• A person is being denied benefits, such as workers’ compensation, unemployment benefits, or Social Security;
  • Landlord / tenant disputes;
  • Immigration matters; and,
  • Criminal cases or complaints about a person’s attorney in a criminal case — the ACLU considers accepting criminal cases only in limited instances, such as, for example, when a person is being prosecuted for engaging in activity protected by the Constitution – such as participating in a political demonstration or where the statute or ordinance under which the person is charged is subject to constitutional attack.

Source: Oklahoma ACLU

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    This is pure read, you need to filter the information, no copy-paste. Besides, it needs your improvement. – nelruk Feb 3 '17 at 18:11
  • @nelruk: Agreed. Hang on... it's coming. I will edit the post soon. – Rain Willow Feb 3 '17 at 19:05
  • Improvements added. – Rain Willow Feb 3 '17 at 20:02
  • There is a lot of good information here, but it needs a lot of synthesis too. Can you try to condense it into the main points? – indigochild Feb 3 '17 at 22:44
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From Reddit:

The ACLU is made up of 48 or 49 state affiliates plus the national ACLU based in New York. Most things are done by the state affiliates, though this is often not clear in news stories. Each affiliate decides on it's own but may ask national for advice or assistance.

Each affiliate has it's own by-laws and procedures. Here's how mine works:

The state affiliate has a board of directors. You can find the members on the state website. Board members are chosen by a vote of state ACLU members. The board has an executive committee which is elected by and from board members. The executive committee, in conjunction with legal staff, decide which complaints are acted upon.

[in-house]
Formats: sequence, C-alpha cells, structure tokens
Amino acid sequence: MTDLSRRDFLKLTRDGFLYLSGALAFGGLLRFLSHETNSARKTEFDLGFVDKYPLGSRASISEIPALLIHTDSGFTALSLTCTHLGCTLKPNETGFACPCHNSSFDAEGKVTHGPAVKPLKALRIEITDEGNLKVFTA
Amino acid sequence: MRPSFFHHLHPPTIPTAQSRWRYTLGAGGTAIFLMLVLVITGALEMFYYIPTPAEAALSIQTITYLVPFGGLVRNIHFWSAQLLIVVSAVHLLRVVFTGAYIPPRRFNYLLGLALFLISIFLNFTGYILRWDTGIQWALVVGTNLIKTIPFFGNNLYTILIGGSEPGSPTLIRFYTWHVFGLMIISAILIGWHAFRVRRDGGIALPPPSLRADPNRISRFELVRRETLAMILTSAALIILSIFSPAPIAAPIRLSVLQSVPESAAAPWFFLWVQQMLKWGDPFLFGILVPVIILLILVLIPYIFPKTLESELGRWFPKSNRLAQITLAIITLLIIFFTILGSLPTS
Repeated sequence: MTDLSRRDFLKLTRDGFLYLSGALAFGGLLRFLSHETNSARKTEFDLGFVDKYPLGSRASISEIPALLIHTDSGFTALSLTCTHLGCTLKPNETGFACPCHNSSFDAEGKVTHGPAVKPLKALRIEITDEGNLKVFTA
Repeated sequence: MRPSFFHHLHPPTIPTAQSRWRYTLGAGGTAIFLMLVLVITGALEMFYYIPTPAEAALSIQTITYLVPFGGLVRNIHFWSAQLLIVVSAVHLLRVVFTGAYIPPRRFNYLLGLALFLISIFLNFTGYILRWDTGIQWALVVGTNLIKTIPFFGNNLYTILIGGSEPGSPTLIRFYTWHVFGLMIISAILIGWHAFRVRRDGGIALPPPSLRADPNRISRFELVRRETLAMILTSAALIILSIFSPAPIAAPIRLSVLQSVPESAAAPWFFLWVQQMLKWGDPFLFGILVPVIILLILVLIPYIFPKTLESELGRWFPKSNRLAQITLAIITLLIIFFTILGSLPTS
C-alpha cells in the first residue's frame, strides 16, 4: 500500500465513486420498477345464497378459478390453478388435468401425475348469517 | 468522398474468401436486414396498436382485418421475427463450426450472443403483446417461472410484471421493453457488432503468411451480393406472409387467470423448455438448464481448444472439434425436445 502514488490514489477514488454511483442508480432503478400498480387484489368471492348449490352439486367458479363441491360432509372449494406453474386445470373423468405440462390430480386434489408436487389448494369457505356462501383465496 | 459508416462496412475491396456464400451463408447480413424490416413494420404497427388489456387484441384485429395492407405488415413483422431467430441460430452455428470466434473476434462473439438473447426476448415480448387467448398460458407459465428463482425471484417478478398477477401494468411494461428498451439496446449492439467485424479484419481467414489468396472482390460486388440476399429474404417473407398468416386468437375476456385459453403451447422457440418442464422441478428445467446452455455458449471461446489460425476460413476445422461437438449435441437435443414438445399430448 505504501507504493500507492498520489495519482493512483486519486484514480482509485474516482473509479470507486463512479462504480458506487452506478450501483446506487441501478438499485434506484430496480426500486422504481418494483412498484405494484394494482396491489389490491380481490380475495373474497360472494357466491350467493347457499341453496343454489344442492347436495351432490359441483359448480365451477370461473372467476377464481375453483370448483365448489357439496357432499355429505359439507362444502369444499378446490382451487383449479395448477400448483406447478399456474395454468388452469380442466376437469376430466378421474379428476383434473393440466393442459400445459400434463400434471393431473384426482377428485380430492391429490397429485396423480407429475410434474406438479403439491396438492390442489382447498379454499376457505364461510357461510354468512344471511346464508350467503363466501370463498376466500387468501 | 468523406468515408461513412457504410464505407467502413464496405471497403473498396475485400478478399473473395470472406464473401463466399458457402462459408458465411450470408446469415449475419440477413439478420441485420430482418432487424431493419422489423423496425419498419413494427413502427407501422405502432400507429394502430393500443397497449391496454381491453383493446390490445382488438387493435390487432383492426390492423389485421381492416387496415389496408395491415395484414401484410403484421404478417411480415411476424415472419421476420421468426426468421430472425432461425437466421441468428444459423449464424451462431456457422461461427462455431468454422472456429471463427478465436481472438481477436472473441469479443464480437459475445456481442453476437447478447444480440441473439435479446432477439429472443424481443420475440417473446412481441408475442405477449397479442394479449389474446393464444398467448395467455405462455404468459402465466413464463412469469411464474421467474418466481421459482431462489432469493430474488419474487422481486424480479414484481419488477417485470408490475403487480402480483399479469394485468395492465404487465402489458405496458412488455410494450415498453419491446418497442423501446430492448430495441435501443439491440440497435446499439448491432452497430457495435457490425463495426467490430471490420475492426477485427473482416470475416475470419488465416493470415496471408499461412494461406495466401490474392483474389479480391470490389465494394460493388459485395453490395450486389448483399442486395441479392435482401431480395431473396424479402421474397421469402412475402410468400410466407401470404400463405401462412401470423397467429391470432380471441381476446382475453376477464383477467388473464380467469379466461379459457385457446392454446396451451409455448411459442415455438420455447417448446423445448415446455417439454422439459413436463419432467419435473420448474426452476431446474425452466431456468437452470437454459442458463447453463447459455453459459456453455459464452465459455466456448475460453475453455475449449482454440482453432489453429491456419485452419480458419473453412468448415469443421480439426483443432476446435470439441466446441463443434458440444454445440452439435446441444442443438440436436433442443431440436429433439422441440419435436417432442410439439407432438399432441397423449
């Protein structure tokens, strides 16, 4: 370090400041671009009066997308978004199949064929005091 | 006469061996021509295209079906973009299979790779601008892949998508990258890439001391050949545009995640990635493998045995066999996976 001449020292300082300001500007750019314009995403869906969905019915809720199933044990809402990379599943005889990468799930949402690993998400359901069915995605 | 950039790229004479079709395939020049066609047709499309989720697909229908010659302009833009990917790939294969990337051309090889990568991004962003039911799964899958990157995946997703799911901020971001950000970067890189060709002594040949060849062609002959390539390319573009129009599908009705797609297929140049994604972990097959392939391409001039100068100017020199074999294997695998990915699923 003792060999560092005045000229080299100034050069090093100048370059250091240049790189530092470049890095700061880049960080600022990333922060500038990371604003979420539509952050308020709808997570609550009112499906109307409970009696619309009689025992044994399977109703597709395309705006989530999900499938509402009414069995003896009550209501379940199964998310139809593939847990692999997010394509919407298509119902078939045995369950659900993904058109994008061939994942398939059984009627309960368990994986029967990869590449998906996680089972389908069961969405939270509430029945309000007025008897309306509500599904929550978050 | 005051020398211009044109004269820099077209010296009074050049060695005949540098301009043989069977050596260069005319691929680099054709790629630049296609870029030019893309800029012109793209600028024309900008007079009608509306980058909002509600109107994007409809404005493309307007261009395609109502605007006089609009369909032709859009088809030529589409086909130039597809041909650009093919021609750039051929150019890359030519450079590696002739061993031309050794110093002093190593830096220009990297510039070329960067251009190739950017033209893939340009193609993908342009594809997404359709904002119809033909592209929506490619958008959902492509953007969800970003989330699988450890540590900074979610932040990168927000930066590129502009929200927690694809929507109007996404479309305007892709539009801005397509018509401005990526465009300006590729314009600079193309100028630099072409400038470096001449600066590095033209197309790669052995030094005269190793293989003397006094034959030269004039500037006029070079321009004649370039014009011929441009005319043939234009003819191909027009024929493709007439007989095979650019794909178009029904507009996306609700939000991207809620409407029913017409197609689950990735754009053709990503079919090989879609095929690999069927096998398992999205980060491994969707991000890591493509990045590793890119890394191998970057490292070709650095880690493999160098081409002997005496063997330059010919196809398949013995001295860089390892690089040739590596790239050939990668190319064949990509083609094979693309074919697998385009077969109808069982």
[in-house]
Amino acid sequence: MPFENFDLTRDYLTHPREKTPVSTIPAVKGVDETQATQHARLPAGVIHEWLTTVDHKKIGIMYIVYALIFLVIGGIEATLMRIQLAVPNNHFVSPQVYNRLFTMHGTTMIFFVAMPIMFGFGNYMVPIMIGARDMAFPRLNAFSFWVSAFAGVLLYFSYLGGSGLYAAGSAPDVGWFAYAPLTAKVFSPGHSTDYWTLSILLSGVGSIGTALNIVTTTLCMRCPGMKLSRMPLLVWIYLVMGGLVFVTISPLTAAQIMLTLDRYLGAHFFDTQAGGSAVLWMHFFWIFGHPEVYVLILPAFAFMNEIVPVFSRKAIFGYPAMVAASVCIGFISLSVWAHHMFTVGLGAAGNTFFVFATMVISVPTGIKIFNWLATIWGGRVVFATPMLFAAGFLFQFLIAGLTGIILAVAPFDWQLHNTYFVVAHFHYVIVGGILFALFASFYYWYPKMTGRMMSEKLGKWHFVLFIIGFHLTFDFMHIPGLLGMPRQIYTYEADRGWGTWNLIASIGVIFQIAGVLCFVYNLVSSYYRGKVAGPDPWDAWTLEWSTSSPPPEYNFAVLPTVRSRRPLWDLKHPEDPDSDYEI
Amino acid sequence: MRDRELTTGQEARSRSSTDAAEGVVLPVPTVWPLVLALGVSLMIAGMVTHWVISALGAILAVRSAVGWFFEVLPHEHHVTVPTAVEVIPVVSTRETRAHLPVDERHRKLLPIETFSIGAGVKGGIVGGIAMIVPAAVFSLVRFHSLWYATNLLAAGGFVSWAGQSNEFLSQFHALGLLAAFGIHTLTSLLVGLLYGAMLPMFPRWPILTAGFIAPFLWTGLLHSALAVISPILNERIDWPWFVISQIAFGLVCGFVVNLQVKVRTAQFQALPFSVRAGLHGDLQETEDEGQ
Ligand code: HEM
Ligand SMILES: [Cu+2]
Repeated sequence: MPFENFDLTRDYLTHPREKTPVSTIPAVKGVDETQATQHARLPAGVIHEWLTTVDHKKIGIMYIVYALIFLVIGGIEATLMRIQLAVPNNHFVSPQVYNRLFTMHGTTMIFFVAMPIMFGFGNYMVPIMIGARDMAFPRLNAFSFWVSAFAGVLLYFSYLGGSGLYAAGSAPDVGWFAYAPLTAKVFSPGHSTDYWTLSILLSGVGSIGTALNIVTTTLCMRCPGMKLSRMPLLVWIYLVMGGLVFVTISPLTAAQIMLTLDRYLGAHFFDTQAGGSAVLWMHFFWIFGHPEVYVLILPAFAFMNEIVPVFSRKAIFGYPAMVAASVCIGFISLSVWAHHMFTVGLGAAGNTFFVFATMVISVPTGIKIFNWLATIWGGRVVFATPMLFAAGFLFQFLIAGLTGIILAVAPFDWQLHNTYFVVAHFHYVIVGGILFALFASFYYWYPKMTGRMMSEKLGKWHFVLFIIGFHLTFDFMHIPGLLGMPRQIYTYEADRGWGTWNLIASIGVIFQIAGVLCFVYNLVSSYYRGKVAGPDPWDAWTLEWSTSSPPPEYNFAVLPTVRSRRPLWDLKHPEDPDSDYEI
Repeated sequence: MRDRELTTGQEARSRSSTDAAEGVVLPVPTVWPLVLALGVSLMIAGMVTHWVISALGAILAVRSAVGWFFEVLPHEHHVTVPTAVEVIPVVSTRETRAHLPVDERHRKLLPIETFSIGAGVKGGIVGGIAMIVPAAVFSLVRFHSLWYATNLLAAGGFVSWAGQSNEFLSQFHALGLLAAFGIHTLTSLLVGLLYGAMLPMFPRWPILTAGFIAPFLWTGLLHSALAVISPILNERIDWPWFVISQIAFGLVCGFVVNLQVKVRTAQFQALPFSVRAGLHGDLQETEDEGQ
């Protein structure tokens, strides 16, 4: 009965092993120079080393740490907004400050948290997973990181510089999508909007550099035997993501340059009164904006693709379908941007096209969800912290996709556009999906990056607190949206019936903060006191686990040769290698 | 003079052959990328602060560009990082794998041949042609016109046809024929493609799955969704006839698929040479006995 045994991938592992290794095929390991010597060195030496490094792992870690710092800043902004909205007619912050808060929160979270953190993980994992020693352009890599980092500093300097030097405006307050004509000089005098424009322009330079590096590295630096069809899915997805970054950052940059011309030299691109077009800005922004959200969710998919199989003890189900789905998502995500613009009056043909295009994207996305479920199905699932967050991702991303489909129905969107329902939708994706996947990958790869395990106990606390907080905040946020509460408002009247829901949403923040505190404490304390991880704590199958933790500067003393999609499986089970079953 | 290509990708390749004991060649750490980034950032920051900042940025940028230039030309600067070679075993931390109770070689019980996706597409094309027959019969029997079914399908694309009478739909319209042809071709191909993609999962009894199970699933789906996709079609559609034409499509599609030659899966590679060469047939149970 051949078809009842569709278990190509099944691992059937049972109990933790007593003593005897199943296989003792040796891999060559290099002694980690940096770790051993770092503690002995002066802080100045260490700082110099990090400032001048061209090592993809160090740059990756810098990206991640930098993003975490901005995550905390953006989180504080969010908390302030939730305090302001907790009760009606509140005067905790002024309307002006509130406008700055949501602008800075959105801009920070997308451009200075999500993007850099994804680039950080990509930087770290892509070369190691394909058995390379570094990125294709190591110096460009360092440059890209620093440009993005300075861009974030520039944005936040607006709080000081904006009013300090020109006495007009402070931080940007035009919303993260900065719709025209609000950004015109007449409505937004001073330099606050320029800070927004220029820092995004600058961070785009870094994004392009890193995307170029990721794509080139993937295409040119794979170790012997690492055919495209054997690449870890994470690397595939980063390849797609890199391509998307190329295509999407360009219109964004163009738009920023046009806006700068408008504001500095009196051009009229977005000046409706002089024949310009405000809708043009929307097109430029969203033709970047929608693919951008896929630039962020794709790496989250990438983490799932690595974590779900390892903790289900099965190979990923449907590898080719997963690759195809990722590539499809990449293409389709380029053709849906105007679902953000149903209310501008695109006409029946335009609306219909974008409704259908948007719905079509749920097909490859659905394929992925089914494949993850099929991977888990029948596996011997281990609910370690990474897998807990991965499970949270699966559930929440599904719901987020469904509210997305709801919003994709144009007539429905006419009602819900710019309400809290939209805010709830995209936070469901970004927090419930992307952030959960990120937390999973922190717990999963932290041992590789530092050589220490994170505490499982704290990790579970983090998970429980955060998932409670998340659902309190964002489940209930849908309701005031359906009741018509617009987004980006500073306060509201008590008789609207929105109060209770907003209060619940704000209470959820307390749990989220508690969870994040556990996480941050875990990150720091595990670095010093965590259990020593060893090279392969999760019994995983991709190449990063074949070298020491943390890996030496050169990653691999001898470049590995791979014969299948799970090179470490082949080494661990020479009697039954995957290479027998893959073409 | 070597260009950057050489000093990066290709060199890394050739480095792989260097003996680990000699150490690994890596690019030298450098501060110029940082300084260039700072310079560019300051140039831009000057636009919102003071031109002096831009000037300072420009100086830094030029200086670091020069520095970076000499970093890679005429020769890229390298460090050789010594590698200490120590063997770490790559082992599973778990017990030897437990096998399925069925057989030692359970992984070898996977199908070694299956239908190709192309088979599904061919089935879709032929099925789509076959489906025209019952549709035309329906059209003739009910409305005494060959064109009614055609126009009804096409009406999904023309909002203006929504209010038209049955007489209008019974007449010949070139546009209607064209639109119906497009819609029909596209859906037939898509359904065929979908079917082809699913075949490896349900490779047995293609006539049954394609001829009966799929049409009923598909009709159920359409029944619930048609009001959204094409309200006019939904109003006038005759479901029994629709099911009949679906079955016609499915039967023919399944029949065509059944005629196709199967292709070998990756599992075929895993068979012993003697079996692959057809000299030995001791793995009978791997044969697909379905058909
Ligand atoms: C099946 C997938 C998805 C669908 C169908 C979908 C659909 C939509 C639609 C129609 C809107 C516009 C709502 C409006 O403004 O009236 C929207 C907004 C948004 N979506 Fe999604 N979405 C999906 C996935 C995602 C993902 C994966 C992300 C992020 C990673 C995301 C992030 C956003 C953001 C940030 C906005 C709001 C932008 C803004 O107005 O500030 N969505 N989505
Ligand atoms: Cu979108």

Cases are usually based on complaints we receive. Sometimes the complaints are from local government officials who want guidance, clarification or just want to know the ACLU affiliate's position. There's an intake process where it's determined if the issue at hand is appropriate for the ACLU and actionable. I haven't seen a written list of factors, but there are factors such as it usually has to be an act or omission by or on behalf of a government agent because the constitution only protects you from the government. Other factors are if it's a winnable case and if it's a good expenditure of resources versus other competing cases. We only have the resources to act on maybe 1 in 50 complaints.

Once an issue is selected (it's not a legal case yet), usually a letter is written by a staff attorney of cooperating counsel and is sent to the alleged offender pointing out the illegal or improper conduct and asking for specific action to address the issue. This is often successful. If not, we decide if it's appropriate to file a civil case.

All the ACLU affiliate can do is ask, and if that fails, sue, the government to follow the law.